The Cape Breton Screaming Eagles believed they tried to allay Nicolas Roy's family's concerns about his schooling, but there's only so much they can do about geography and their recent history.
Cape Breton, over the weekend, confirmed the inevitable by saying it will consider the QMJHL's No. 1 overall pick a no-show. The compensation starts with the No. 5 overall pick in 2014, plus whatever Eagles coach-GM Marc-André Dumont can get from the inevitable bidding war due to break out among many of the Q's 12 teams based in La Belle Province.
The Roys' emphasis on education is probably equal parts sincere and cover. Reaction's been divided. François Parenteau of La Presse expressed frustration with advisers and parents who want their son to reap all the rewards of playing major junior, but don't want to take the risk of not landing with a magnet franchise. Radio-Canada's Martin Leclerc was more temperate, pointing out that even a 16-year-old as ballyhooed as Roy is not guaranteed of NHL riches.
From Monty Mosher:
“We feel we have exhausted all options in convincing him,” Marc-Andre Dumont, Cape Breton’s head coach and general manager, said in a release.
“We put together a very sound academic program for Nicolas. We have answered each of the family’s concerns. We have also invited the family to visit Cape Breton but they have declined our invitation.”
The Screaming Eagles announced in the release they intend to take steps to receive compensation as outlined in the league rules.
The next step is to notify the league in writing before Sept. 5 in order to be eligible to receive the fifth overall pick in the 2014 draft as compensation for that player not reporting. (Halifax Chronicle-Herald)
Being perceived as an undesirable team for players who have the talent to call their shots certainly can hurt a team's image. In my mind, taking a player who's signable can be even worse since it's conceding defeat without even trying.
Cape Breton, after finishing in the cellar a year ago, probably needs more than one player to achieve respectability. Getting a package might be better for its depth. So there's that.
Recent history also shows teams who have been forced to flip their first-rounder's rights have typically made out well, or made out better than the player's chosen team:
2009 Niagara IceDogs (OHL), Lucas Lessio — The current Phoenix Coyotes prospect, as the No. 7 overall pick in the OHL, opted not to play for the 'Dogs, stating he would play for the University of Michigan. Niagara waited until the next-to-last possible day of training camp to deal Lessio's rights to the Oshawa Generals.
Lessio decided to join the Generals for his NHL draft season; Oshawa was eliminated from the playoffs by Niagara both that season and in 2012. The defenceman taken with the comp pick, Luke Mercer, is entering his fourth season in Niagara and has been a stable contributor. Granted, one can only imagine that the 2011-12 IceDogs, who had six players who would go on to play for Team Canada, would have been even more lethal with Lessio. But the eventual league runners-up were all well spoken for on the offensive end.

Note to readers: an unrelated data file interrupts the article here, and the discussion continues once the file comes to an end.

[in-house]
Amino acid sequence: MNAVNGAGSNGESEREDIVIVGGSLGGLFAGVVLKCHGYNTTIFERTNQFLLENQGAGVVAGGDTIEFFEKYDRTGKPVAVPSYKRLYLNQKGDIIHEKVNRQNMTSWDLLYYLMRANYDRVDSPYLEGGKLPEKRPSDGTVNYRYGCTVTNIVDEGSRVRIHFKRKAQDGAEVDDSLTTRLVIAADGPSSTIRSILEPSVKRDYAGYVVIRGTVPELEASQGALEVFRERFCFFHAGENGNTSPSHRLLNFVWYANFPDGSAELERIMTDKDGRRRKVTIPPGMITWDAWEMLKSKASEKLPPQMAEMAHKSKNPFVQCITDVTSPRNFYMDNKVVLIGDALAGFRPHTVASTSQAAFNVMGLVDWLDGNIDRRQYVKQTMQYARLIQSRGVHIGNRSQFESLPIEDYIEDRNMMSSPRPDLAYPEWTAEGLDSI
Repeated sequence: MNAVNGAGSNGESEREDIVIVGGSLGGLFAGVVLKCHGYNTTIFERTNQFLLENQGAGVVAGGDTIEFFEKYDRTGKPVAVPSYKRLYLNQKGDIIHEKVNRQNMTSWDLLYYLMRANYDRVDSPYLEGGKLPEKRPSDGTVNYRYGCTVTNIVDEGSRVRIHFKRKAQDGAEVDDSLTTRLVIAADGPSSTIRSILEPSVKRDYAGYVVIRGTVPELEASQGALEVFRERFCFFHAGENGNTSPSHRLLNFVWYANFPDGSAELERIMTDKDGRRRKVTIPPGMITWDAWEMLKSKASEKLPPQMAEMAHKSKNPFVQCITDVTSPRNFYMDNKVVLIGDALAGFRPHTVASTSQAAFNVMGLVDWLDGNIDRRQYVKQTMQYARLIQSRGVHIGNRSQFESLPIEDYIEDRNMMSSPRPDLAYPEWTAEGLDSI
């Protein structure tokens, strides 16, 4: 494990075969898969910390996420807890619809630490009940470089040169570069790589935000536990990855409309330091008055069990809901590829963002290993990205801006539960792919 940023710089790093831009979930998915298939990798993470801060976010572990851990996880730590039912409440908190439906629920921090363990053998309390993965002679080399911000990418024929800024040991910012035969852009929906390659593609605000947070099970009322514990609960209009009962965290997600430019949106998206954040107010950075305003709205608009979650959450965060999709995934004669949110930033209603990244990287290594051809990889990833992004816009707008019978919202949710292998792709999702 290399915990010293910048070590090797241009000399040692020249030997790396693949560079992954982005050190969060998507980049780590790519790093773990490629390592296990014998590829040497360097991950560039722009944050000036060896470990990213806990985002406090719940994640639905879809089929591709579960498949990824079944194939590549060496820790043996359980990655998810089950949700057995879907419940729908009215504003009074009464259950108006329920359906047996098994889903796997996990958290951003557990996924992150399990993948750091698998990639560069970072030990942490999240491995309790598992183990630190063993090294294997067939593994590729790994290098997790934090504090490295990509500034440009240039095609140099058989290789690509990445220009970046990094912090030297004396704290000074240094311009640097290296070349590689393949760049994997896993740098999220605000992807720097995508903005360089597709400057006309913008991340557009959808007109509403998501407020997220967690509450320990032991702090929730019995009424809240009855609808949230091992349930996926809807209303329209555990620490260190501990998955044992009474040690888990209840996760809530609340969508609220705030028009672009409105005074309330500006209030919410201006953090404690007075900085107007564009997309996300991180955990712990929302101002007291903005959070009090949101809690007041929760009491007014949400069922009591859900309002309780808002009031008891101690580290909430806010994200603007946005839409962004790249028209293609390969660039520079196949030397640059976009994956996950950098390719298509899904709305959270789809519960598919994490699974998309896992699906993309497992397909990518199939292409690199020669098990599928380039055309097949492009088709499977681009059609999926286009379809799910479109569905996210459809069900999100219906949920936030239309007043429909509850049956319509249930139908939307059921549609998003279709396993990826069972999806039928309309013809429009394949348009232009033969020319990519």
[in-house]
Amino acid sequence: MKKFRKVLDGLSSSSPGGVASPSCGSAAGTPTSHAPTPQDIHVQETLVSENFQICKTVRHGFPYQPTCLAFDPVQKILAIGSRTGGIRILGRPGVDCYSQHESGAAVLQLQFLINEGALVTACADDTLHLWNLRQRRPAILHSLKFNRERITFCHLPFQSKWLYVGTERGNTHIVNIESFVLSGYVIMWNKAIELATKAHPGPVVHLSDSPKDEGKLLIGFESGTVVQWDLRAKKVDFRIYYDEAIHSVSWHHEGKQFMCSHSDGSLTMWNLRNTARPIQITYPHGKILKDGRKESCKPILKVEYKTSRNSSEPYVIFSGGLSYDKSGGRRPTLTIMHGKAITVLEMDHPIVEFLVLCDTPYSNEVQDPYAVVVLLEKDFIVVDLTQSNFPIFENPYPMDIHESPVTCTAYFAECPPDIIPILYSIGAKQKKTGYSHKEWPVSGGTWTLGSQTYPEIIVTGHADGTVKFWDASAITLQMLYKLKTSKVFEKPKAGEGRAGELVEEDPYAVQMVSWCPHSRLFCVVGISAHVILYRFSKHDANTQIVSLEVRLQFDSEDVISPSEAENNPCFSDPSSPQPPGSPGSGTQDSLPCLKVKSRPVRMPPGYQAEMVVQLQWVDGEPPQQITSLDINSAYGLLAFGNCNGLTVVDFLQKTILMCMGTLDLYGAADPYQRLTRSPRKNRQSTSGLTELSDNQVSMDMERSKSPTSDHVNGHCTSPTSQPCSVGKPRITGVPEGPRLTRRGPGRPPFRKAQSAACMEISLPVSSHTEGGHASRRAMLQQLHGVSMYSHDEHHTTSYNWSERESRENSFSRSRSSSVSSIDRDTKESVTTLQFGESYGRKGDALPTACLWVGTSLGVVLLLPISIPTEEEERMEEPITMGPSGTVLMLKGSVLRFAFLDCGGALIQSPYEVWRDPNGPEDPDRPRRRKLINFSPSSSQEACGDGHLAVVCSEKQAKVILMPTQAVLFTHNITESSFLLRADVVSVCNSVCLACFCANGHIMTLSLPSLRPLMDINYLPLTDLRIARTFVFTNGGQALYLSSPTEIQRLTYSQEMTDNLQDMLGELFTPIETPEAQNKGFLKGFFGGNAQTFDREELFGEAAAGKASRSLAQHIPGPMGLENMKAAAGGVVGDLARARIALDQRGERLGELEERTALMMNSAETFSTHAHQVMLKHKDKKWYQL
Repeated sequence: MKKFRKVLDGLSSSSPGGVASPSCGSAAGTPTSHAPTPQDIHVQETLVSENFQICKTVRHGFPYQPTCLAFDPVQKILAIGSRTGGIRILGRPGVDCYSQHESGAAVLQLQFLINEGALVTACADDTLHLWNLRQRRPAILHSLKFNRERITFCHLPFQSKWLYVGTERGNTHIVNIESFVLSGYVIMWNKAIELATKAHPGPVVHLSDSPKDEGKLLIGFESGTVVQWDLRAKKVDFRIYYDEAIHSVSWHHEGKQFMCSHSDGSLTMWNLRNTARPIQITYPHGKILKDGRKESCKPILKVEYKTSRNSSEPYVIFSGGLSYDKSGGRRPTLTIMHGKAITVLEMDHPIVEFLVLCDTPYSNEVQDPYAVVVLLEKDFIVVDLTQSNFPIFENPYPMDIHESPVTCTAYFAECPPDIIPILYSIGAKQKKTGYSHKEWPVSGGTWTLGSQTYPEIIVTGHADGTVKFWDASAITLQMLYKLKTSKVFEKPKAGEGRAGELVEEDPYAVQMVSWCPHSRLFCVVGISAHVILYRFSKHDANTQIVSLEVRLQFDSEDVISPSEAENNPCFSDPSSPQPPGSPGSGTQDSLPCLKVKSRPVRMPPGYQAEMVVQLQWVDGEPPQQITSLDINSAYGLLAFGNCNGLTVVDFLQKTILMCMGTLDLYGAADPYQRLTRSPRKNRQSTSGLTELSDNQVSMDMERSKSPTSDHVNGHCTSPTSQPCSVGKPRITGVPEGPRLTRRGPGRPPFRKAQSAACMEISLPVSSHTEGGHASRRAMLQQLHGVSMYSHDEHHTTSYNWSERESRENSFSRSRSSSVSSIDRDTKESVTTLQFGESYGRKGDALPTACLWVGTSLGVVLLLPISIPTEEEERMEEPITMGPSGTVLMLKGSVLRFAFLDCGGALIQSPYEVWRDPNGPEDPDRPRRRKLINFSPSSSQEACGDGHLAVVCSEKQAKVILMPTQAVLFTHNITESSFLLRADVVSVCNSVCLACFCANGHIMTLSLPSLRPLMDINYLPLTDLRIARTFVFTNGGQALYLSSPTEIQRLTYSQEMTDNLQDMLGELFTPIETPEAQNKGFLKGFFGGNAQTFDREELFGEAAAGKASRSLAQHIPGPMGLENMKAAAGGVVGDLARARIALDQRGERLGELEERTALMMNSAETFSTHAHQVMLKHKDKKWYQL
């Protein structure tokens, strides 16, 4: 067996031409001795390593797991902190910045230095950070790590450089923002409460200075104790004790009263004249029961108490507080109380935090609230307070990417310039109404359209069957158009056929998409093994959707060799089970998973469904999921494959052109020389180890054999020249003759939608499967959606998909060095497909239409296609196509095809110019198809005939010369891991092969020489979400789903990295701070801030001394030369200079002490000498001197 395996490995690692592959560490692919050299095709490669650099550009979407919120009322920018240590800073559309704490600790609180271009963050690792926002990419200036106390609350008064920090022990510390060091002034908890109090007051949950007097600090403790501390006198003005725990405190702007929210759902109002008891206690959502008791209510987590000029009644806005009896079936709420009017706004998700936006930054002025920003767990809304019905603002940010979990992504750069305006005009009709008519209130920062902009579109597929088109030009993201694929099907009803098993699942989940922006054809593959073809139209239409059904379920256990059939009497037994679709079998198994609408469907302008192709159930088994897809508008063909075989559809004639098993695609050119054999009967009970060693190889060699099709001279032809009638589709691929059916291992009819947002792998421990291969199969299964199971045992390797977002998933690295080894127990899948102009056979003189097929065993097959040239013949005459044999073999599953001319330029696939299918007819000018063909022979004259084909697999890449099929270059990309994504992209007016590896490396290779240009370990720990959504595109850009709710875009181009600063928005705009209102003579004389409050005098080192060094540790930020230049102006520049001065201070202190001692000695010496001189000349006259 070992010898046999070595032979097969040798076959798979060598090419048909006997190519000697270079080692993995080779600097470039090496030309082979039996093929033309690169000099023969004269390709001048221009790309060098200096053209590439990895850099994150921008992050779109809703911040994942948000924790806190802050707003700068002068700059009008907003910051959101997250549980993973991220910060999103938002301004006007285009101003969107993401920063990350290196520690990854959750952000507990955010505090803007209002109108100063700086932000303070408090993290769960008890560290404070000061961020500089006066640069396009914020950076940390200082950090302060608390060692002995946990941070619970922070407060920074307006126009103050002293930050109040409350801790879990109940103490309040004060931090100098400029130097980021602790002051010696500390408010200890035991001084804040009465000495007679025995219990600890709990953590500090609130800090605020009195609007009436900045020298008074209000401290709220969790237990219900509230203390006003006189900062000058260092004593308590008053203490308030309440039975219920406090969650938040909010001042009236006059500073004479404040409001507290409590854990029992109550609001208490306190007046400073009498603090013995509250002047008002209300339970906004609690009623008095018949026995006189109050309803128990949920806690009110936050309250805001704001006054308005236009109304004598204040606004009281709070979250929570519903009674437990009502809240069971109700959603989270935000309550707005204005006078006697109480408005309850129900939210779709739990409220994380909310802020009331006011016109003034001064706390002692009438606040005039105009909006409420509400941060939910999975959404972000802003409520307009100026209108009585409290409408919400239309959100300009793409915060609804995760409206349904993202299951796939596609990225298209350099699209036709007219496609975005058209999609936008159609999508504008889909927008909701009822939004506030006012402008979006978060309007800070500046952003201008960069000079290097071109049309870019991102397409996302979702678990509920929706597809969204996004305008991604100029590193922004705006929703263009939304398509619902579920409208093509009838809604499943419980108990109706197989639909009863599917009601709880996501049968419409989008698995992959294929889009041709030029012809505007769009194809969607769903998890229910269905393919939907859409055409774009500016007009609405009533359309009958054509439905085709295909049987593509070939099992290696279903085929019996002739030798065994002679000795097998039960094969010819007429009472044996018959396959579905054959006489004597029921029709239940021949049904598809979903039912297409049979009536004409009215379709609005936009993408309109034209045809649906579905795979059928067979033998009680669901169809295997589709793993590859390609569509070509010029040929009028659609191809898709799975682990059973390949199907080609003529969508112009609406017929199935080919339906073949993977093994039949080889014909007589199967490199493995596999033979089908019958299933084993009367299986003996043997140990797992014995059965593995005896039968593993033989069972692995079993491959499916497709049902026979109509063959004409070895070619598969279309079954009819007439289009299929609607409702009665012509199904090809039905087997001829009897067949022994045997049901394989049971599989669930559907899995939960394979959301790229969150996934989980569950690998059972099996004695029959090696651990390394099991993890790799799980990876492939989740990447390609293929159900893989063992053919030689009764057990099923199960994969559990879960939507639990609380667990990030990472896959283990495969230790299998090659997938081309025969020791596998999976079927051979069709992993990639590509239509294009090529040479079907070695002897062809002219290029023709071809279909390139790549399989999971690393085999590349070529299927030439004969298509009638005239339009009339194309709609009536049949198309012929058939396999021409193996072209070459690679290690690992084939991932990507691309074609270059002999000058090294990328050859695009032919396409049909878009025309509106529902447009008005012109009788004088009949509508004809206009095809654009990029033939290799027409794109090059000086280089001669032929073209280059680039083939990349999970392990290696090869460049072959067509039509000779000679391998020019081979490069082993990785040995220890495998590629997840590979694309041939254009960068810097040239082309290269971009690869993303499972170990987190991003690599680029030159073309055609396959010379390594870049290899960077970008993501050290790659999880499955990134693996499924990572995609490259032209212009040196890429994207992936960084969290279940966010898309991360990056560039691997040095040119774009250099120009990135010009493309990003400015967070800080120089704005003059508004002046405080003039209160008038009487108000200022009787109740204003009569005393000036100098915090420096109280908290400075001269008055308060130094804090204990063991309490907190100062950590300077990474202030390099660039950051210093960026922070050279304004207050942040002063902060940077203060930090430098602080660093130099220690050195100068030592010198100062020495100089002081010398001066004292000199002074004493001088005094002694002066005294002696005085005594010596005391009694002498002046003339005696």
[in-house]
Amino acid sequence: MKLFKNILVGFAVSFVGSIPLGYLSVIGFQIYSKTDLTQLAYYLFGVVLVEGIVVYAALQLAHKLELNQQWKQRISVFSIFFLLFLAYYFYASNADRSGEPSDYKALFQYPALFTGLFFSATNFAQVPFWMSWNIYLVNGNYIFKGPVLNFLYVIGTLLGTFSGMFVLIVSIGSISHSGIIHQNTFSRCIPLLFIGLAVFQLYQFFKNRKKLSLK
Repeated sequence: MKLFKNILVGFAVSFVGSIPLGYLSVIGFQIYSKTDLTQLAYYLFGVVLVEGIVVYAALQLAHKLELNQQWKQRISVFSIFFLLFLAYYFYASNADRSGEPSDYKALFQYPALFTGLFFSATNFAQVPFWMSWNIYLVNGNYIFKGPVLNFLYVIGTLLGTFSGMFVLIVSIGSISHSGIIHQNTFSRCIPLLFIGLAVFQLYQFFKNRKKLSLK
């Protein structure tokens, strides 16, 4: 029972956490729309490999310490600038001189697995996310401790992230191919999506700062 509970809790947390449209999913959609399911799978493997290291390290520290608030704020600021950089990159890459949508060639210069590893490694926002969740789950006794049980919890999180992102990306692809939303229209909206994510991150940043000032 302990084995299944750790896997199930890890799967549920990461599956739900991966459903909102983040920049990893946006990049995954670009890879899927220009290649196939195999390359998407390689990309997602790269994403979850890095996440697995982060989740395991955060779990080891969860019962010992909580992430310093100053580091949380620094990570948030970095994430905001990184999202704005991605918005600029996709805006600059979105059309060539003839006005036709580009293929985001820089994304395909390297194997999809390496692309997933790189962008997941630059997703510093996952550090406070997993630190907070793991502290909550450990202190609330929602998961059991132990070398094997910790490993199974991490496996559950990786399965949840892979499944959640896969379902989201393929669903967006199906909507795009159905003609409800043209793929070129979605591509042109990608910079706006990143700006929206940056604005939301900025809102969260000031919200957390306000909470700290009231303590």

2010 Barrie Colts (OHL), Kerby Rychel — The infamous Rychelgate. In the midst of a Colts-Windsor Spitfires league final, Barrie nabbed Rychel at the end of the first round. There was no way to not take that as a shot across the brow of Windsor GM and part-owner Kerby Rychel, who had planned on taking his son in Round 2. The Colts traded Kerby Rychel to the Mississauga-St. Michael's Majors, where he played half of his rookie season before being reunited with his father in southwest Ontario.
There's not necessarily a correlation, but the Colts reached the OHL final last spring while the Spitfires missed the playoffs (not through any fault of Kerby Rychel, who's now a Columbus Blue Jackets first-rounder). The middlemen in Missy were also Memorial Cup runners-up in 2011 with contributions from a handful of former Spitfires.
2011 Baie-Comeau Drakkar (QMJHL), Nathan MacKinnon — Drakkar GM Steve Ahern parlayed the future Colorado Avalanche's pick's junior rights into a package of picks and players from the Halifax Mooseheads. That helped Baie-Comeau go from second-last in 2010-11 to league runners-up in 2012-13. Granted, it was runner-up to the Mooseheads, but there were 16 other teams which would have loved to have been in the President's Cup final.
Plus this happened, so everyone won.
2011 Kingston Frontenacs (OHL), Max Domi — The speculation prior to the the priority selection was that Domi was ticketed for the London Knights. London, though, took Bo Horvat, who was likely higher on the organization's draft board, with its No. 8 pick. Then-rookie Fronts GM Doug Gilmour's reflex action was to choose Domi rather than take a lesser but signable player.
Gilmour parlayed Domi's no-show into a comp pick he used to take Sam Bennett, who almost immediately became a top-6 forward. The two second-rounders were used on Spencer Watson, who was Canada's leading point-getting at the recent Memorial of Ivan Hlinka tourney, and defenceman Dylan DiPerna. Domi has helped the Knights win consecutive league championships, but Kingston's fortunes are expected to take an upturn over this season and next.
It can be acrimonious and stir up a lot of bitterness, but name a business where that does not happen.
Neate Sager is a writer for Yahoo! Canada Sports. Follow him on Twitter @neatebuzzthenet. Please address any questions, comments or concerns to firstname.lastname@example.org.